Friday, 27 August 2010
Stepping into the Mesolithic . . .
That's what I feel we are doing every time we head for the seaside in the summer. Only instead of finding shells with inhabitants to EAT, we are looking for pretty empty ones to take home as decorations and memory prompters. We felt we were due an afternoon off, and the weather was absolutely glorious today, so we headed for Pendine (our favourite bit of the coast), stopping at a well-known supermarket for the ingredients of a car picnic. Pastrami rolls and crisps eaten, we headed for the beach.
Whilst the others strolled beachwards, I visited the little Museum of Speed, where Parry Thomas's land speed record car, Babs, is housed. Pendine Sands were the perfect place for a land speed record attempt - they go on for miles. Sadly Thomas was killed in his attempt. HERE is a link to the Pathe News story of the car Babs (buried on the beach by his friends in 1927) being exhumed in 1969.
The car has the most incredible presence - it is almost as if it is a live person in the room. I think I have mentioned before that I pick up on atmospheres. Last time I was there I was aware of the feeling of terrific speed. I wanted to see if I had been imagining it. Today what I felt was apprehension. Not fear, but an awareness of something not being right. It grew stronger as I stood there, so I took a few photographs and left for the brightness of the sunny beach. Even looking at these photos again, the sensation returns. Odd. I can't explain it - it's just something that happens to me sometimes. Empathy . . . and more.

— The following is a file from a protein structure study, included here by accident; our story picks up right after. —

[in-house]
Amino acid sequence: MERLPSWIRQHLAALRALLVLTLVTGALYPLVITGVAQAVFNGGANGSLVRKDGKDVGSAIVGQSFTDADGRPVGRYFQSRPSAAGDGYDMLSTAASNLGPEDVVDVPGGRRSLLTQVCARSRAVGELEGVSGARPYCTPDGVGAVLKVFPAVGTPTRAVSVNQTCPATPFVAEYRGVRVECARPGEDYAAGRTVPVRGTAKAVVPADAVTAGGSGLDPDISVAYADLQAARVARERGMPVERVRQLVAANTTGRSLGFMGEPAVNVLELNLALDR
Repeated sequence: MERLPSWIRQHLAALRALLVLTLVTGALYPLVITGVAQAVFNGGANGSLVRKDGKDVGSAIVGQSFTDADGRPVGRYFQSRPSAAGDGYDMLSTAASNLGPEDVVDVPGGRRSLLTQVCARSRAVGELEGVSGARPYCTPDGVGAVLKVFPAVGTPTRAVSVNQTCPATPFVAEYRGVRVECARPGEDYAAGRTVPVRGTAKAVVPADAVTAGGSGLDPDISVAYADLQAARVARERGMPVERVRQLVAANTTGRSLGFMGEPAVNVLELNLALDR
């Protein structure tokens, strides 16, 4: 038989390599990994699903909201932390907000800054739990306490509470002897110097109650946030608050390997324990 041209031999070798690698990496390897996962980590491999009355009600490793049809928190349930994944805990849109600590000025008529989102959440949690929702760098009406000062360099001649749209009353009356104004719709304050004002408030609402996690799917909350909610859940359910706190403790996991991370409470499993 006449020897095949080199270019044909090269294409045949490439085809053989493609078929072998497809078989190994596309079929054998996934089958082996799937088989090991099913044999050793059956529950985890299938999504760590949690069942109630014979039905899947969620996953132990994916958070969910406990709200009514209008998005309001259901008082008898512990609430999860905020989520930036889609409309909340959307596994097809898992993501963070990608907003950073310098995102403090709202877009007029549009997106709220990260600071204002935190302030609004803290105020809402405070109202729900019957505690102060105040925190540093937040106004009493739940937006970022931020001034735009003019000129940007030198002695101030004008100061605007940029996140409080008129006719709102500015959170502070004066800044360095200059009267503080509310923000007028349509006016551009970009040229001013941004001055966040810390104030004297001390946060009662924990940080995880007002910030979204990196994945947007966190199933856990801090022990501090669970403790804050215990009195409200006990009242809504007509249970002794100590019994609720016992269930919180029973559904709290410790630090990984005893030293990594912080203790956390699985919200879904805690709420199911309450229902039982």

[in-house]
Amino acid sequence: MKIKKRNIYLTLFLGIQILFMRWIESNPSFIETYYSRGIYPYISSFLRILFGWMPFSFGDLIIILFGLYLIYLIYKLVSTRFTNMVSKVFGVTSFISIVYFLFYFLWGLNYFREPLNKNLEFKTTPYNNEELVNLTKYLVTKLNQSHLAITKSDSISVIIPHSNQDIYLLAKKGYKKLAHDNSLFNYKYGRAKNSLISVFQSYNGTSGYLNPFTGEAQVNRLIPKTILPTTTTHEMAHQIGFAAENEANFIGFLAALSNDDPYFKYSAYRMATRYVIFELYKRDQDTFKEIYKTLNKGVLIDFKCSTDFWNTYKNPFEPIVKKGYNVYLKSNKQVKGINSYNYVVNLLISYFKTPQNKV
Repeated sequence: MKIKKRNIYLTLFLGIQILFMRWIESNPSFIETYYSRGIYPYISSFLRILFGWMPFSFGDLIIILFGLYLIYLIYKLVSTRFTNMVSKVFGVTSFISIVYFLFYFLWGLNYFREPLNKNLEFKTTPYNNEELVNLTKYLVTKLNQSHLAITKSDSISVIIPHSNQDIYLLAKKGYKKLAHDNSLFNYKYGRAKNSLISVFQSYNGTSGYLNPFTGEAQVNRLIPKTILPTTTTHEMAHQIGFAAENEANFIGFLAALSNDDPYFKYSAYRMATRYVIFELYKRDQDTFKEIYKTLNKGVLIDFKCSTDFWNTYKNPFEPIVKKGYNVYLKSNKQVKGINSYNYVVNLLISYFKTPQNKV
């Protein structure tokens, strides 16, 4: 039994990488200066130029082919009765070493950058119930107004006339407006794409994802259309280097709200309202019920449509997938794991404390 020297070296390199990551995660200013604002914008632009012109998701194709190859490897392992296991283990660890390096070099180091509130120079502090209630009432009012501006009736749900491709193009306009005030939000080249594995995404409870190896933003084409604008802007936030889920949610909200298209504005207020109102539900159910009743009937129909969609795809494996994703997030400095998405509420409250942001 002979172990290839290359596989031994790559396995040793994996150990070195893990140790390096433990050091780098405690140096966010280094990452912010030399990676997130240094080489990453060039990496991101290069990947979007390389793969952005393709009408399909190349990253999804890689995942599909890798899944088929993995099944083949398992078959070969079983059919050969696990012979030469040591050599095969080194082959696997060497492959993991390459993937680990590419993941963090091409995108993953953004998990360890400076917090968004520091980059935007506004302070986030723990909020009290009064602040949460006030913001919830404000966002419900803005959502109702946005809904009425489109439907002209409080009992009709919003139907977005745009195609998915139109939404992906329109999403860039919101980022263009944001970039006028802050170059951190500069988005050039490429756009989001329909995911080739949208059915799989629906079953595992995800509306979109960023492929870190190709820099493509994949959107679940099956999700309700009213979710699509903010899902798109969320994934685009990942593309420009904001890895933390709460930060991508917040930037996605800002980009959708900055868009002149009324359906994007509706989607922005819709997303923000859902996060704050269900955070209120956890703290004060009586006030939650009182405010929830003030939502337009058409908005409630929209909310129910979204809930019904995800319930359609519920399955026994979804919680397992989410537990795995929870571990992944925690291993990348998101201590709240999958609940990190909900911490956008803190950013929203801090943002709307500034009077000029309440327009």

We wandered around the headland into the sheltered cove where there are lots of caves and rock-pools. G was tired (I had dragged her out of bed before she'd had her sleep out, so she elected to sit quietly in the sunshine with a puzzle book, whilst the rest of us took off our shoes and socks and rolled up our trousers to go paddling!
It was so relaxing. I took photos, looking across the sparkling water towards the island of Caldy, a short boat trip from Tenby. I would like to visit it before we leave Wales. I may make it my birthday day out next April. There is a Cistercian Abbey there and whilst women are not allowed within the Abbey itself, there is still plenty to see.
The view of Pendine village from the headland.
With our feet in the water and our backs to the sea, this was our view.
If you click on this and enlarge it, you should see the steps leading up over the headland. Quite a steep climb, but fabulous views and a great "short cut".
The sea has worn and bleached these rock pillars at the cave entrance.
There are other caves higher up the cliffs too - perhaps due to natural formation from rock falls, though one looks like it has a big round window.
My husband with our eldest daughter, paddling. That's Caldy Island you can see in the distance behind them.
A natural little "rock arch" in a rock pool.
This looks like a big lump of the "conglomerate" rock found in these parts.
Looking along to the next headland, with the sun streaming through the clouds onto Caldy Island in the distance.
Looking back the other way towards the Gower peninsula.
A better view of Caldy.
When we climbed up the steps, and over the first little headland, beyond the Jackdaws you can see the vast (and virtually empty) expanse of Pendine beach, where the land speed record was attempted.
A very tired middle daughter . . .
And a slightly more awake eldest daughter and unshaven husband!